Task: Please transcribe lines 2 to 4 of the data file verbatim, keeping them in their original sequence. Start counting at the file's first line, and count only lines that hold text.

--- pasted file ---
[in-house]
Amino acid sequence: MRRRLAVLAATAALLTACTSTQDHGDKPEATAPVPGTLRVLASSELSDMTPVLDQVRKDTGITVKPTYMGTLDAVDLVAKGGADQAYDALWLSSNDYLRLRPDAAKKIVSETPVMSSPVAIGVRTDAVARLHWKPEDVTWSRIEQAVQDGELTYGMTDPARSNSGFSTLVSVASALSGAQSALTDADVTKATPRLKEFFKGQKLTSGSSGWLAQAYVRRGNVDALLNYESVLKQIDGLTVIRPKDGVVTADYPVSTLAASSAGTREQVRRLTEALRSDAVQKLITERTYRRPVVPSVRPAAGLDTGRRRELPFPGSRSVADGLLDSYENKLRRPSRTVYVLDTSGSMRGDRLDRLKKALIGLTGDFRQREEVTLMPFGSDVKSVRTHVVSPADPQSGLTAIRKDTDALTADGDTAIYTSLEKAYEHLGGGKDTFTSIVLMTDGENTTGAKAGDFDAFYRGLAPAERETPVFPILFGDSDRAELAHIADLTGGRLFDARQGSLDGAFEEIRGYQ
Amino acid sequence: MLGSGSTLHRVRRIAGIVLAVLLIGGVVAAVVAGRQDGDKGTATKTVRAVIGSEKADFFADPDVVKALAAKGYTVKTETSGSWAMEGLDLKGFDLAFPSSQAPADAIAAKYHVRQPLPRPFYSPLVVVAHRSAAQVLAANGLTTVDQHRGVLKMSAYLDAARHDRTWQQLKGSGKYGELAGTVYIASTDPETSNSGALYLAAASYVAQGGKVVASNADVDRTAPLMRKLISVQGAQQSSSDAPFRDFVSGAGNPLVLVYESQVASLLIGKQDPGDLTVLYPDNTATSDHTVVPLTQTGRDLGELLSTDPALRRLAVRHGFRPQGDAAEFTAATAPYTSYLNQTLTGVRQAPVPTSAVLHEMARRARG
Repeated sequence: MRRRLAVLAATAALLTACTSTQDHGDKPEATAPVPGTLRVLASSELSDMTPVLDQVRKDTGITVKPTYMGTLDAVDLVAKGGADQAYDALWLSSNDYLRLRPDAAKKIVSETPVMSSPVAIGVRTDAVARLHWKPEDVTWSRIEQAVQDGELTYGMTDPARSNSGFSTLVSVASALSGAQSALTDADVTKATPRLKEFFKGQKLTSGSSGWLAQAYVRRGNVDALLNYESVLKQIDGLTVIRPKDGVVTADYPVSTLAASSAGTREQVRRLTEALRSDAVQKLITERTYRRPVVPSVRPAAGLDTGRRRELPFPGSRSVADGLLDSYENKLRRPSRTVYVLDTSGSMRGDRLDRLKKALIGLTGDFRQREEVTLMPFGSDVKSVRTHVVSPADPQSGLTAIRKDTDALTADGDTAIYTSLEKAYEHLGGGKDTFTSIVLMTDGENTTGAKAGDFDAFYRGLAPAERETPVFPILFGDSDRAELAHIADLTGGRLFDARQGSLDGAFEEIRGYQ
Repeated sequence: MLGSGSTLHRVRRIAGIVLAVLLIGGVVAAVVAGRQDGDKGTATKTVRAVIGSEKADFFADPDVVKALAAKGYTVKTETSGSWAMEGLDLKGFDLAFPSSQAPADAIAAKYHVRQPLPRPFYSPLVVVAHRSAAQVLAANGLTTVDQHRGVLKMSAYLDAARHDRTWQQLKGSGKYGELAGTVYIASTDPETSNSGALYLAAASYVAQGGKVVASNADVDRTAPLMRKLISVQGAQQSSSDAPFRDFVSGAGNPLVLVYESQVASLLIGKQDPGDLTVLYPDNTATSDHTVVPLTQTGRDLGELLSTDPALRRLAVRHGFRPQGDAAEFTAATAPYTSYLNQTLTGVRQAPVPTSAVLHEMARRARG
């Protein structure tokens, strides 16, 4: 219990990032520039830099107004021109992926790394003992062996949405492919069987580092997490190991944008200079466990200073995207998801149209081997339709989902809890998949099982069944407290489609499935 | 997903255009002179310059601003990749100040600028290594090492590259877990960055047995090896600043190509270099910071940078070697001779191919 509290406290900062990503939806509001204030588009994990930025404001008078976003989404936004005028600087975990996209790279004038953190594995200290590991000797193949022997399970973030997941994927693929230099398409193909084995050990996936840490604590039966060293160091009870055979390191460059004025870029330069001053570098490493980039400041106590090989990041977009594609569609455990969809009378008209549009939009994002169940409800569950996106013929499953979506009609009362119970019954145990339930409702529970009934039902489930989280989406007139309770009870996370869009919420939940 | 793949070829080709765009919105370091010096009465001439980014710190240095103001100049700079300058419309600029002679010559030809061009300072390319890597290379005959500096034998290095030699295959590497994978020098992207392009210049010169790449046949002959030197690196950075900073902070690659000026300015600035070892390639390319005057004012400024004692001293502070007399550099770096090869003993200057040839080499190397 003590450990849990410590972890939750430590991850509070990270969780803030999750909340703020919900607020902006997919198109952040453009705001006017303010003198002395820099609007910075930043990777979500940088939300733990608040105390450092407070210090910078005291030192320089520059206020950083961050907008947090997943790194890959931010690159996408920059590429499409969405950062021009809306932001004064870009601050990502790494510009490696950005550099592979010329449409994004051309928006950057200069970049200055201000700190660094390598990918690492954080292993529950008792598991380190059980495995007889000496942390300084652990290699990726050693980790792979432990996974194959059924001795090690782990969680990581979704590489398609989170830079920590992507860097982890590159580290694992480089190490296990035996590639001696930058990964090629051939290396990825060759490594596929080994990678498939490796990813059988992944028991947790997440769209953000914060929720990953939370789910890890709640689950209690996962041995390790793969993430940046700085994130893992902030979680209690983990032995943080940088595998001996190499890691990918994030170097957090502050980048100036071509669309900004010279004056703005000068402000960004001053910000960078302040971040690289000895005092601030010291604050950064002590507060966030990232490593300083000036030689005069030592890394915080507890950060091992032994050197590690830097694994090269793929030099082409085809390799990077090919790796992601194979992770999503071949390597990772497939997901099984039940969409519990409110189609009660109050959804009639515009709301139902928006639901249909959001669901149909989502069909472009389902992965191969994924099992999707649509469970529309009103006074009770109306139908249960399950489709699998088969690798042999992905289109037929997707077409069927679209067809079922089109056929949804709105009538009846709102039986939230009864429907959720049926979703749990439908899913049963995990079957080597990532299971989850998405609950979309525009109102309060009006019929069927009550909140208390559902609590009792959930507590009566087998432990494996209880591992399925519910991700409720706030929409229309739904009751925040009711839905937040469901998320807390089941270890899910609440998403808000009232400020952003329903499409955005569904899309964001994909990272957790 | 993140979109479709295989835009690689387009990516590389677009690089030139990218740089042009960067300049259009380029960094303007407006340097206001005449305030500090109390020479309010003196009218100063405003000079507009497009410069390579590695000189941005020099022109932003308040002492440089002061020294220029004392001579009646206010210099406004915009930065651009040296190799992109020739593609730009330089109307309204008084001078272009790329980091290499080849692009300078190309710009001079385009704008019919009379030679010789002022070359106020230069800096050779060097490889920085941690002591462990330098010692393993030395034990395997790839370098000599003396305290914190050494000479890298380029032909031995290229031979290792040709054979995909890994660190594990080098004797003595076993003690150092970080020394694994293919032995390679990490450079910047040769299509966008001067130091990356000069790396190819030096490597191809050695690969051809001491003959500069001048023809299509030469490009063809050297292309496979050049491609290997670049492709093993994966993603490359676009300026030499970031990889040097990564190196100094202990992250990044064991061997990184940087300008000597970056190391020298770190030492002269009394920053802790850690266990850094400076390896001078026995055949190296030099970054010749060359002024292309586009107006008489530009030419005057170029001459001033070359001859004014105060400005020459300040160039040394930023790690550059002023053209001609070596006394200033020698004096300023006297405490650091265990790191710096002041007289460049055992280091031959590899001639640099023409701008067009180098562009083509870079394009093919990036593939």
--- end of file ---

Amino acid sequence: MRRRLAVLAATAALLTACTSTQDHGDKPEATAPVPGTLRVLASSELSDMTPVLDQVRKDTGITVKPTYMGTLDAVDLVAKGGADQAYDALWLSSNDYLRLRPDAAKKIVSETPVMSSPVAIGVRTDAVARLHWKPEDVTWSRIEQAVQDGELTYGMTDPARSNSGFSTLVSVASALSGAQSALTDADVTKATPRLKEFFKGQKLTSGSSGWLAQAYVRRGNVDALLNYESVLKQIDGLTVIRPKDGVVTADYPVSTLAASSAGTREQVRRLTEALRSDAVQKLITERTYRRPVVPSVRPAAGLDTGRRRELPFPGSRSVADGLLDSYENKLRRPSRTVYVLDTSGSMRGDRLDRLKKALIGLTGDFRQREEVTLMPFGSDVKSVRTHVVSPADPQSGLTAIRKDTDALTADGDTAIYTSLEKAYEHLGGGKDTFTSIVLMTDGENTTGAKAGDFDAFYRGLAPAERETPVFPILFGDSDRAELAHIADLTGGRLFDARQGSLDGAFEEIRGYQ
Amino acid sequence: MLGSGSTLHRVRRIAGIVLAVLLIGGVVAAVVAGRQDGDKGTATKTVRAVIGSEKADFFADPDVVKALAAKGYTVKTETSGSWAMEGLDLKGFDLAFPSSQAPADAIAAKYHVRQPLPRPFYSPLVVVAHRSAAQVLAANGLTTVDQHRGVLKMSAYLDAARHDRTWQQLKGSGKYGELAGTVYIASTDPETSNSGALYLAAASYVAQGGKVVASNADVDRTAPLMRKLISVQGAQQSSSDAPFRDFVSGAGNPLVLVYESQVASLLIGKQDPGDLTVLYPDNTATSDHTVVPLTQTGRDLGELLSTDPALRRLAVRHGFRPQGDAAEFTAATAPYTSYLNQTLTGVRQAPVPTSAVLHEMARRARG
Repeated sequence: MRRRLAVLAATAALLTACTSTQDHGDKPEATAPVPGTLRVLASSELSDMTPVLDQVRKDTGITVKPTYMGTLDAVDLVAKGGADQAYDALWLSSNDYLRLRPDAAKKIVSETPVMSSPVAIGVRTDAVARLHWKPEDVTWSRIEQAVQDGELTYGMTDPARSNSGFSTLVSVASALSGAQSALTDADVTKATPRLKEFFKGQKLTSGSSGWLAQAYVRRGNVDALLNYESVLKQIDGLTVIRPKDGVVTADYPVSTLAASSAGTREQVRRLTEALRSDAVQKLITERTYRRPVVPSVRPAAGLDTGRRRELPFPGSRSVADGLLDSYENKLRRPSRTVYVLDTSGSMRGDRLDRLKKALIGLTGDFRQREEVTLMPFGSDVKSVRTHVVSPADPQSGLTAIRKDTDALTADGDTAIYTSLEKAYEHLGGGKDTFTSIVLMTDGENTTGAKAGDFDAFYRGLAPAERETPVFPILFGDSDRAELAHIADLTGGRLFDARQGSLDGAFEEIRGYQ